Jimmy Low’s book offers readers advice on one of the most difficult issues in the business world: how to deal with bosses.
According to jacket copy, management consultant Low based this book on his experiences in the corporate worlds of Hong Kong and Singapore from 1981 to 1993. They must have been dreadful, because in his first sentence, Low calls the book’s hypothetical boss a ” Sneaky Snobbishly-Obsessive Bully” or a “Double S.O.B.,” and, later, a “beast” or “monster,” capable of inflicting a “reign of terror.”
The first section provides “Seven Strategic Rules for Reducing Boss-Subordinate Tension.” Such tension, Low says, can be lessened only by avoiding the beast whenever possible: take the stairs instead of the elevator, he suggests, and arrange different times for lunch. Even less practical ideas include: Build a barrier so you can’t see him from your cubicle, and, in extreme cases, “close your eyes when you talk to him or see him,” even though this can be dangerous “when crossing the road.” (While one might think this is a joke, in fact, the book seems to lack intentional humor.)
The author offers some solid tips for becoming a better employee, but most of the advice is largely simplistic and seems dated. One section talks about replying to “letters” with no discussion of emails, and Low mentions women only as secretaries, retail clerks or sunglass buyers. While his advice targets corporate workers, his workplace examples are of small businesses or retail operations.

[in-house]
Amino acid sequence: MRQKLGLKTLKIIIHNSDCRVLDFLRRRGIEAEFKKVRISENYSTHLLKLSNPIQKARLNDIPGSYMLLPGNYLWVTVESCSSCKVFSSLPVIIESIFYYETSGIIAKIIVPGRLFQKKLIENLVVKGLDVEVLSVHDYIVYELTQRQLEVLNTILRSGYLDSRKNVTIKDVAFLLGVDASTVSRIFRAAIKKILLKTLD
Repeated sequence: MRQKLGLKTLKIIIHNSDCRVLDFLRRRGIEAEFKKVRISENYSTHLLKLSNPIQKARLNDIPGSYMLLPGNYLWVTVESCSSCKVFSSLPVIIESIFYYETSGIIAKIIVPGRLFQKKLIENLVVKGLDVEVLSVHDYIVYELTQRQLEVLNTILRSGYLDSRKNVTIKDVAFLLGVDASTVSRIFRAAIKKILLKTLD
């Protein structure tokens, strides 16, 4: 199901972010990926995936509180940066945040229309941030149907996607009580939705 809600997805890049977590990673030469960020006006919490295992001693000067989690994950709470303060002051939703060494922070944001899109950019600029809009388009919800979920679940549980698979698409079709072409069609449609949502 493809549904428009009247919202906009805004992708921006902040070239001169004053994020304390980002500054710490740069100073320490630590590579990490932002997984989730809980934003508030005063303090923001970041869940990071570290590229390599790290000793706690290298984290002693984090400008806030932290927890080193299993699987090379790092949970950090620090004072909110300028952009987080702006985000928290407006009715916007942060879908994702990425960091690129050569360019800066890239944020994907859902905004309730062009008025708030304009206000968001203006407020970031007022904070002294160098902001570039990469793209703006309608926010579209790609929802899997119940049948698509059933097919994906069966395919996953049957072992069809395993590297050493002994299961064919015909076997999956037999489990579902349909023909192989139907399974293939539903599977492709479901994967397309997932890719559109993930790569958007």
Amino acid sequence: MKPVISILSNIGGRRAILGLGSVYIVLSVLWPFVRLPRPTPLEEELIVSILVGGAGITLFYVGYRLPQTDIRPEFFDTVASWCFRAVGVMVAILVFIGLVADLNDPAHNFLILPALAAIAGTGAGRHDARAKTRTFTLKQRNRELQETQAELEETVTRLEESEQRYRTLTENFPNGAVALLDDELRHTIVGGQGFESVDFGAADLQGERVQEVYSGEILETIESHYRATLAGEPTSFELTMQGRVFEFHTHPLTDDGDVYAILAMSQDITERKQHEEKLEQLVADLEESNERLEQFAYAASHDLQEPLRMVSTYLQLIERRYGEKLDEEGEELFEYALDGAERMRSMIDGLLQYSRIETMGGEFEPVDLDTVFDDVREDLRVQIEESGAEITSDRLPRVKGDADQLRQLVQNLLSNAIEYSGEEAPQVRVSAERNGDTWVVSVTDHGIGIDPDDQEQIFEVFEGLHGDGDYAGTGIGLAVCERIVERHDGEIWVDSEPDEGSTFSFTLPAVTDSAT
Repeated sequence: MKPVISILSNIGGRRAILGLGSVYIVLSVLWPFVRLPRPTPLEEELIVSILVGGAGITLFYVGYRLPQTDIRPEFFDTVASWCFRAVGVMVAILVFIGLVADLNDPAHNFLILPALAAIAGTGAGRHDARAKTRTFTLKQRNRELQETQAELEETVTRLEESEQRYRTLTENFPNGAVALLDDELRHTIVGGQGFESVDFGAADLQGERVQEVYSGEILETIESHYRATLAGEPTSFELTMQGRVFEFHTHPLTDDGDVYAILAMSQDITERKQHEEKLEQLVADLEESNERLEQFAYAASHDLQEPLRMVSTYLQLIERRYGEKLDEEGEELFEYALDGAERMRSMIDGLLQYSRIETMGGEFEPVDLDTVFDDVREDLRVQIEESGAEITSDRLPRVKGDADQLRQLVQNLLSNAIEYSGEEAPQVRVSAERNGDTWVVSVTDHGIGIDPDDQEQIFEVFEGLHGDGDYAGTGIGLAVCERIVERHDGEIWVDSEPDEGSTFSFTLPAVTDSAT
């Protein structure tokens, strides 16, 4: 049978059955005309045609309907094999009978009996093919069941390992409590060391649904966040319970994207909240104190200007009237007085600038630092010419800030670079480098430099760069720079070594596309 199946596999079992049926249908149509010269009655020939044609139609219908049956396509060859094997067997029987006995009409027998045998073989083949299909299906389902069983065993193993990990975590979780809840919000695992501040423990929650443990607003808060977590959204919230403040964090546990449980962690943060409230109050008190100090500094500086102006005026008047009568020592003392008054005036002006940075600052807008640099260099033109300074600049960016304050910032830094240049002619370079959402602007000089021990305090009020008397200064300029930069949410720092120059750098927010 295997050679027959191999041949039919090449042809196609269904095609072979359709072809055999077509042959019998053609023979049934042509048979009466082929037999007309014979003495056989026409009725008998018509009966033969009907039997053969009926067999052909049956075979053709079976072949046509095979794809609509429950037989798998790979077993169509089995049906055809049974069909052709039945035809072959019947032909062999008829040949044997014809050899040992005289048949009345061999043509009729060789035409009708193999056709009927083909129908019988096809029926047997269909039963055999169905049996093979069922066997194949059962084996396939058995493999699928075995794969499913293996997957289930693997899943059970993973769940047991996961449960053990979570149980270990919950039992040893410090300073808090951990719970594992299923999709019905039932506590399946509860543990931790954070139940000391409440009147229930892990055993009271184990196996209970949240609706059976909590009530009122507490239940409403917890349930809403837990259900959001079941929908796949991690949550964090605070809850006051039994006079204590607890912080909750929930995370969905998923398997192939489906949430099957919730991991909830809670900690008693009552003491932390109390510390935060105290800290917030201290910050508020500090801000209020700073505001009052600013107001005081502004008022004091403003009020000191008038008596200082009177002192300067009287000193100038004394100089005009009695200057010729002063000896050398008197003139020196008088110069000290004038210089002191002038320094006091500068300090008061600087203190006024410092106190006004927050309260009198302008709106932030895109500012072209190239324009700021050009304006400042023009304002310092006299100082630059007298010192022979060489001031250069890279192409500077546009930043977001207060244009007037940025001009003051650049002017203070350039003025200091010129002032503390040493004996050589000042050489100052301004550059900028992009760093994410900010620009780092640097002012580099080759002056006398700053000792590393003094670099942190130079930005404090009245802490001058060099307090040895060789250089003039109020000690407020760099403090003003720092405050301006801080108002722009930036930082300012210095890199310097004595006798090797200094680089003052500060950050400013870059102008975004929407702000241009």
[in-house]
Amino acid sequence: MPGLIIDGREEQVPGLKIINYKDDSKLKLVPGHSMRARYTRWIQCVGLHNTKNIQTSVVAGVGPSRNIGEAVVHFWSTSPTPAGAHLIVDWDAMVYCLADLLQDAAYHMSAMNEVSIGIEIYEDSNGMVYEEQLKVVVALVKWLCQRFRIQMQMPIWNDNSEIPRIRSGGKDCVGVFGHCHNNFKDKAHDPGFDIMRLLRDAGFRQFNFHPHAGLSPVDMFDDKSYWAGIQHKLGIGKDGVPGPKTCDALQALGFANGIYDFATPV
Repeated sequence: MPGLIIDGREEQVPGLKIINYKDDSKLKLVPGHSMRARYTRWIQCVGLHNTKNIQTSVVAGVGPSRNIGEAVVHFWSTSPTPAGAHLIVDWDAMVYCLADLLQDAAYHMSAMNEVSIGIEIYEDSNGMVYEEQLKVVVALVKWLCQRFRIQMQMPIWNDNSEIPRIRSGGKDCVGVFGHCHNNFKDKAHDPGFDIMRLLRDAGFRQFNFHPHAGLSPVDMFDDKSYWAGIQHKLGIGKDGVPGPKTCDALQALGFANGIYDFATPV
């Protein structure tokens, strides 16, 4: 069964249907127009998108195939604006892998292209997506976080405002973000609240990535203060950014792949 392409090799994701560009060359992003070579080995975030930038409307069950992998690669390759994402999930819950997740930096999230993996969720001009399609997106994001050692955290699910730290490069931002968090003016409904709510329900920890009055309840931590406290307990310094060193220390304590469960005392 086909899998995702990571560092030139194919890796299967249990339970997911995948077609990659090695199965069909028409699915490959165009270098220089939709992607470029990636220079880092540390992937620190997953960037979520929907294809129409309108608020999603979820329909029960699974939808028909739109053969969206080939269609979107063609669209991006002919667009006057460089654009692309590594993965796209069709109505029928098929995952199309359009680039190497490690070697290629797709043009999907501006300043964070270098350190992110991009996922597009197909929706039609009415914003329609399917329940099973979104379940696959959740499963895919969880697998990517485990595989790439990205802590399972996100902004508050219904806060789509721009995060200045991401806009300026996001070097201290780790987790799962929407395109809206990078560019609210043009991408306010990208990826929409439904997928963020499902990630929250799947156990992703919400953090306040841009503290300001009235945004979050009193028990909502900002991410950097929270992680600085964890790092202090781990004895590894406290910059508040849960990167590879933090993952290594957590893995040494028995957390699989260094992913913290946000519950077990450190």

Additionally, the book’s syntax is clunky: “Beastly he has become. Of his mental stability it will be up to the psychiatrist to say.” The T.O.R.T.U.R.E. acronym stands for different ideas throughout the book, all awkwardly worded, as in: “Through Objective Recording to Understand Realities Extensively” and “Targets Off-course, Rejects Trebled; Utter Remorse Ensues.”
As a result of these many issues, readers seeking business advice may do best to look elsewhere.
Also available in hardcover and ebook.